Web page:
2 out of the 3 dealerships I've worked at used Mobil 1 0w-40. We're talking about thousands of oil changes a year just from one dealership. If there was a problem with that oil Porsche would remove it from the approved oil list and we would have seen more internal engine problems. The third dealership used Valvoline 0w-40 simply because it was cheaper than Mobil 1 and I believe Porsche approved it for use this year. In my opinion it's more important to keep the oil clean than debate which synthetic has the greatest protection.
We probably average 12-15 oil changes a day, six days a week, and have done so for more years than I’d care to admit. Along the way, we have regularly taken samples of oil for analysis; recording literally hundreds of results for several brands and many grades of oil; both synthetic and “dino”.

What did we learn? Mobil 1 used to be a great oil; but it no longer is. Amongst the poorest performing grades under even minor exposure to heat or shear: 0W-40. Mobil’s 15W-50 continued to be a good performer, but that also changed about 3-4 years back, about the same time it lost all of ACEA ratings it once held. Now it is a shadow of what it once was, particularly in its performance in used oil analysis.

Considering that the degradation of the Mobil 1 line did not happen over night, and has been the “topic of discussion de jour” on multiple web sites, I find it hard to believe that anyone remotely knowledgeable on the subject continues to believe it is a first rate product. Based upon what we have seen, we made a conscious decision to no longer use it in customer’s cars. Based upon our on-going data collection, that has proven to have been a wise choice……………..
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Old 10-29-2009, 07:23 PM   #14
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SO what brand and weight of oil do you use instead of mobil 1?






Quote:
Originally Posted by JFP in PA
We probably average 12-15 oil changes a day, six days a week, and have done so for more years than I’d care to admit. Along the way, we have regularly taken samples of oil for analysis; recording literally hundreds of results for several brands and many grades of oil; both synthetic and “dino”.

What did we learn? Mobil 1 used to be a great oil; but it no longer is. Amongst the poorest performing grades under even minor exposure to heat or shear: 0W-40. Mobil’s 15W-50 continued to be a good performer, but that also changed about 3-4 years back, about the same time it lost all of ACEA ratings it once held. Now it is a shadow of what it once was, particularly in its performance in used oil analysis.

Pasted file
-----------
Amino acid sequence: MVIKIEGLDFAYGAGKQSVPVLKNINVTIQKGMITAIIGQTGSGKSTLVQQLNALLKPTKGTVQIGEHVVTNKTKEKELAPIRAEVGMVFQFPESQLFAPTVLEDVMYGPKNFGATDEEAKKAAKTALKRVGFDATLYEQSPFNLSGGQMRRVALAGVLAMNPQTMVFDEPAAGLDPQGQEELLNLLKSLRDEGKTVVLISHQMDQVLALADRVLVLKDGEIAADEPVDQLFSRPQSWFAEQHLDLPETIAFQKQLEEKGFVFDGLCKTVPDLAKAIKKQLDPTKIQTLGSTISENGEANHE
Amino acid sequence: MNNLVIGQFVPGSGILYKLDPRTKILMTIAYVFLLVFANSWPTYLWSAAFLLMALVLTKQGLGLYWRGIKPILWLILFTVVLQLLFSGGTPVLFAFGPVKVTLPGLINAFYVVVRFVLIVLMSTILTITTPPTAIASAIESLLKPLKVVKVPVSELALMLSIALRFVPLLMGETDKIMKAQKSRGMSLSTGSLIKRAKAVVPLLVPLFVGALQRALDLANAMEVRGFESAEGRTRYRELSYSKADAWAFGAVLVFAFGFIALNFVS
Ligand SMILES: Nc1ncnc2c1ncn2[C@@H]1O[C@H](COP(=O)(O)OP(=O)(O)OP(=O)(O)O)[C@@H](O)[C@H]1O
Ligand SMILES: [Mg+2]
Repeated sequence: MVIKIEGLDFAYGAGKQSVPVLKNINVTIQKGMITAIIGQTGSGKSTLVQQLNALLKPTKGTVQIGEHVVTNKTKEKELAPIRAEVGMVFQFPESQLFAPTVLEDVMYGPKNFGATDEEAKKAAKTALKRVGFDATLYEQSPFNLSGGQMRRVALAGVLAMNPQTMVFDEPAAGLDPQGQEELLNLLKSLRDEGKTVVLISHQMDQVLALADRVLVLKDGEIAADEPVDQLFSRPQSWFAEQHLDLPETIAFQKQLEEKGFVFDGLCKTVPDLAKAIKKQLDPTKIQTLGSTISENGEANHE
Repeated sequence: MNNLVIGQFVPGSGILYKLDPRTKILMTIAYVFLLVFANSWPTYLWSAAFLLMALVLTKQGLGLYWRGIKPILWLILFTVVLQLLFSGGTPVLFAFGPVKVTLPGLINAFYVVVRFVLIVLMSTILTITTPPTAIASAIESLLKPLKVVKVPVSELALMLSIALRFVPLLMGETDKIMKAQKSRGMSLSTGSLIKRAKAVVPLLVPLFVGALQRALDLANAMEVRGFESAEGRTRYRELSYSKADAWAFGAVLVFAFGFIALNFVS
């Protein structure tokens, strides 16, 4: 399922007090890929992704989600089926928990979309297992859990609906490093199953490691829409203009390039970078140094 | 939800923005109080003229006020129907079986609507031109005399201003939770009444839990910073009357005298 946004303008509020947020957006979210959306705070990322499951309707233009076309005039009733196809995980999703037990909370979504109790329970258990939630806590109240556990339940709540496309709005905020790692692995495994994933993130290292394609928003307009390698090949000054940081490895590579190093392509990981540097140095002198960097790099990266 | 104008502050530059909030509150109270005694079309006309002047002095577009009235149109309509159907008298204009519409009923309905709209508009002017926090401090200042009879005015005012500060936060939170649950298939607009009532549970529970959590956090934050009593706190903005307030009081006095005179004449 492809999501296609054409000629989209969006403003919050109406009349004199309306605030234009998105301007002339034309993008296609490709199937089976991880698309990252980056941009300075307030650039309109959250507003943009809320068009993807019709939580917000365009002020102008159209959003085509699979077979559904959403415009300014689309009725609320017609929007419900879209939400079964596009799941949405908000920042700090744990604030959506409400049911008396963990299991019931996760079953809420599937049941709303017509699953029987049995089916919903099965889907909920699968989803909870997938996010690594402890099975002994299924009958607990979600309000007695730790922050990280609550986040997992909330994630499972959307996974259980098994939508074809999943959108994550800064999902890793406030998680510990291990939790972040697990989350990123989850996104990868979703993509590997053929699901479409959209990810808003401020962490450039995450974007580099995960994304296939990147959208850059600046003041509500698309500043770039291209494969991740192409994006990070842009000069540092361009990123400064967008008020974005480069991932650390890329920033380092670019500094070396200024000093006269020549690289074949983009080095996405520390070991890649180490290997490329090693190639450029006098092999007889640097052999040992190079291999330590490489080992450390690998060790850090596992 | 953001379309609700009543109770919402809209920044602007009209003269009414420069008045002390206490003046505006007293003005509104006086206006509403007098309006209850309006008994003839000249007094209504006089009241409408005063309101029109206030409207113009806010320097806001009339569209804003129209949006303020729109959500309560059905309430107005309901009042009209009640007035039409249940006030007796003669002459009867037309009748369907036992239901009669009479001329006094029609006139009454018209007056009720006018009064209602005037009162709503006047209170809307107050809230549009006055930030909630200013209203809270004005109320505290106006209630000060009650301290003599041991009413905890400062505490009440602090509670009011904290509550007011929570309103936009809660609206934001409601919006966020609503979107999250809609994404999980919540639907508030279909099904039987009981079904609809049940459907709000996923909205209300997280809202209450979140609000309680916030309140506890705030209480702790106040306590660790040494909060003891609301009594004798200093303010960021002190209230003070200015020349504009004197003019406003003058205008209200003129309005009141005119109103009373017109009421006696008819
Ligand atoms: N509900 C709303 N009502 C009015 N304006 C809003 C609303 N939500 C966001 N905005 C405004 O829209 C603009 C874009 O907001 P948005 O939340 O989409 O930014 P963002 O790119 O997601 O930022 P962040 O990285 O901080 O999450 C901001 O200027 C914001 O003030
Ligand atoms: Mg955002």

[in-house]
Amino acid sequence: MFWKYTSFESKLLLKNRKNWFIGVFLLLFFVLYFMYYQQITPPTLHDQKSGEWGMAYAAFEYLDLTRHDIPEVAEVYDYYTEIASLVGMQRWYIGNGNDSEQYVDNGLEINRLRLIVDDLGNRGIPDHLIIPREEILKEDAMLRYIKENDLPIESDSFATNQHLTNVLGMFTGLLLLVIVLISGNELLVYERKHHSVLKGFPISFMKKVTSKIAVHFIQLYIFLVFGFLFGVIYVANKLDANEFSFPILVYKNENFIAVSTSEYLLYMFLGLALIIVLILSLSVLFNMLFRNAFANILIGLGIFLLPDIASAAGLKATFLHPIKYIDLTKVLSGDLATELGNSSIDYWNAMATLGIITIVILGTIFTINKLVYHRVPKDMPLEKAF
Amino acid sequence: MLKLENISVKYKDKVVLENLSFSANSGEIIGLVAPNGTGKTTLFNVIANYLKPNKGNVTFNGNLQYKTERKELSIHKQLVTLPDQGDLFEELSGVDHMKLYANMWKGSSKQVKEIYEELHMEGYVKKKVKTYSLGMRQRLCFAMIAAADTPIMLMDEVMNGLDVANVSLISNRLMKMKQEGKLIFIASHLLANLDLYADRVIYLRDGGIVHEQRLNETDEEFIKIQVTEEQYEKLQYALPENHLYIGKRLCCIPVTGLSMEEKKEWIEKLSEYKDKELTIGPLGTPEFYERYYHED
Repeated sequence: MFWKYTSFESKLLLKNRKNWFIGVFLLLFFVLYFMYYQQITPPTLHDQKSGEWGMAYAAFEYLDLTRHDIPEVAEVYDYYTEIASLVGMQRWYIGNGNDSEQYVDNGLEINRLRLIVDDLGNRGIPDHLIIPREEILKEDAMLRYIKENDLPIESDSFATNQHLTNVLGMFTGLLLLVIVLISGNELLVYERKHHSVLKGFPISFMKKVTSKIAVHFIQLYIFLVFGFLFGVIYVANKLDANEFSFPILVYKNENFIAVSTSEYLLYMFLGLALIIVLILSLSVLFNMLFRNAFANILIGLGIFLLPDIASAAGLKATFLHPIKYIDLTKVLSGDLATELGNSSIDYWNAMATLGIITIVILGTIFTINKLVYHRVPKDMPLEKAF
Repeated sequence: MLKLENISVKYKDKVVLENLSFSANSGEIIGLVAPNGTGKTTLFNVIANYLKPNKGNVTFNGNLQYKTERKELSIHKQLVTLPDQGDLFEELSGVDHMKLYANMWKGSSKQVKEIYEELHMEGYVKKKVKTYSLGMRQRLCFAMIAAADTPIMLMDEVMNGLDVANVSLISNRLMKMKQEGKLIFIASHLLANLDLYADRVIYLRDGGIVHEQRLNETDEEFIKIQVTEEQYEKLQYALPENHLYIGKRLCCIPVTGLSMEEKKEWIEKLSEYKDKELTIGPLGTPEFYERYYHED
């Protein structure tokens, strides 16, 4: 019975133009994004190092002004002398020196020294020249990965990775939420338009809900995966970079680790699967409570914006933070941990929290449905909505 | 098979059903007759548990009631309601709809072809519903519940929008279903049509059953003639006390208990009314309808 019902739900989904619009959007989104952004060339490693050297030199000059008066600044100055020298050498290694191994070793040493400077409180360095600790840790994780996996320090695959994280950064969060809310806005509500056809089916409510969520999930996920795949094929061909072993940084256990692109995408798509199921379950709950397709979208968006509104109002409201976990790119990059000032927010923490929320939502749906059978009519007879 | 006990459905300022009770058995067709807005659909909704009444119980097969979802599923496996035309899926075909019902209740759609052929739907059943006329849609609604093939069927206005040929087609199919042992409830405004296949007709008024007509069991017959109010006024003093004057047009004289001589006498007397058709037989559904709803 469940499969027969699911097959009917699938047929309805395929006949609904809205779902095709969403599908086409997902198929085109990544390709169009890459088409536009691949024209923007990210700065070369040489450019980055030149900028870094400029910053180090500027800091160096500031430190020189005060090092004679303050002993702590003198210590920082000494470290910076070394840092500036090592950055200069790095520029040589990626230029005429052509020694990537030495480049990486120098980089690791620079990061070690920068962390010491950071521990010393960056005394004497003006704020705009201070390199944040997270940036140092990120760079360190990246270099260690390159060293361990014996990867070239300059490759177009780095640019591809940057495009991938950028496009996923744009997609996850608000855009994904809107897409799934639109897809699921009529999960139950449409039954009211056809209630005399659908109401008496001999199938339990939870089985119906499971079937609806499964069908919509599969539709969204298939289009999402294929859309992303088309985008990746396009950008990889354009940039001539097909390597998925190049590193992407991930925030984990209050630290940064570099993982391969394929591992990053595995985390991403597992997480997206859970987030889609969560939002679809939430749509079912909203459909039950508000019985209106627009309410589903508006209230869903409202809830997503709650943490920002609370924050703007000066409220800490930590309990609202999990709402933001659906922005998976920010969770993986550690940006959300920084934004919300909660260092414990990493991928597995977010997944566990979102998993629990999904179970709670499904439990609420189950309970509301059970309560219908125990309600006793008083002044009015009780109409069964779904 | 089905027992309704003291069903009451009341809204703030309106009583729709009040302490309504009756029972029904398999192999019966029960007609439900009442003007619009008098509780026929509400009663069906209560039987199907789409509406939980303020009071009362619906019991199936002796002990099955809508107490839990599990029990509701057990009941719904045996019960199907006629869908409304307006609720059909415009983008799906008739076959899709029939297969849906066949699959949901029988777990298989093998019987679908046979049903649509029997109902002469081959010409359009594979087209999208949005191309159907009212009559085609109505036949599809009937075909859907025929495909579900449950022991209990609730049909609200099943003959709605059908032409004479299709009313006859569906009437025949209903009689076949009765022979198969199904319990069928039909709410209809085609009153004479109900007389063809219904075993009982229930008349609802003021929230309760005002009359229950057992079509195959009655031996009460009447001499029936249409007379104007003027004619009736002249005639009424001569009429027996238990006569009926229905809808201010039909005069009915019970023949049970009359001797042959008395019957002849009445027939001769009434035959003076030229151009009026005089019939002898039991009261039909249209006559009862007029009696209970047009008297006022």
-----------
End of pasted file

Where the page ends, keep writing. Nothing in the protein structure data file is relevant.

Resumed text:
Considering that the degradation of the Mobil 1 line did not happen over night, and has been the “topic of discussion de jour” on multiple web sites, I find it hard to believe that anyone remotely knowledgeable on the subject continues to believe it is a first rate product. Based upon what we have seen, we made a conscious decision to no longer use it in customer’s cars. Based upon our on-going data collection, that has proven to have been a wise choice……………..
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Old 10-30-2009, 01:46 PM   #15
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SO what brand and weight of oil do you use instead of mobil 1?
Currently, we use Castrol Syntec 10W-40 (ACEA A3, B3, B4), which continues to demonstrate very good UoA's. We looked at their 5W-40, but found the 10W-40's ability to stay in grade and demonstrate better TBN's than the lighter version, particularly in M96's that are run hard. The Castrol Syntec line has continued to demonstrate consistent performance over several years. But as many oils "used to be good", we continue to evaluate the Castrol Syntec 10W-40 regularly in our "Trust; but verify" program.

There are a lot of good oils out there, but you need to cut through the marketing hype and look at hard data to make an informed choice. If you want to understand more about oil parameters, take a look at the BITOG website; you will find more data than you ever wanted on all types of lubricants........

Last edited by JFP in PA; 10-30-2009 at 02:38 PM.
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Old 10-30-2009, 02:28 PM   #16
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Originally Posted by JFP in PA
Currently, we use Castrol Syntec 10W-40 (ACEA A3, B3, B3), which continues to demonstrate very good UoA's. We looked at their 5W-40, but found the 10W-40's ability to stay in grade and demonstrate better TBN's than the lighter version, particularly in M96's that are run hard. The Castrol Syntec line has continued to demonstrate consistent performance over several years. But as many oils "used to be good", we continue to evaluate the Castrol Syntec 10W-40 regularly in our "Trust; but verify" program.

There are a lot of good oils out there, but you need to cut through the marketing hype and look at hard data to make an informed choice. If you want to understand more about oil parameters, take a look at the BITOG website; you will find more data than you ever wanted on all types of lubricants........

You can kill days of your life reading the BITOG site That said, there is an obscene amount of information to be had there.
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Old 10-30-2009, 05:27 PM   #17
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We should all go back to the basics and do what we all normally do when we buy a new product. That is to read the owners manual and see what's recommended there. Chances are the oil recommended in the manual is what was used to develop the engine during R&D which I'm sure Porchse spent many hrs researching and $$ into developing this engine. I'm almost sure 0W-40 is not listed there.

To date I have not found a reason as to why Porsche changed the oil used for older models and use 0W-40 as part of their fill. I seriously doubt there was much R&D done with 0W-40 to older models before this change.

Only reason I can think of is to reduce stock and inventory........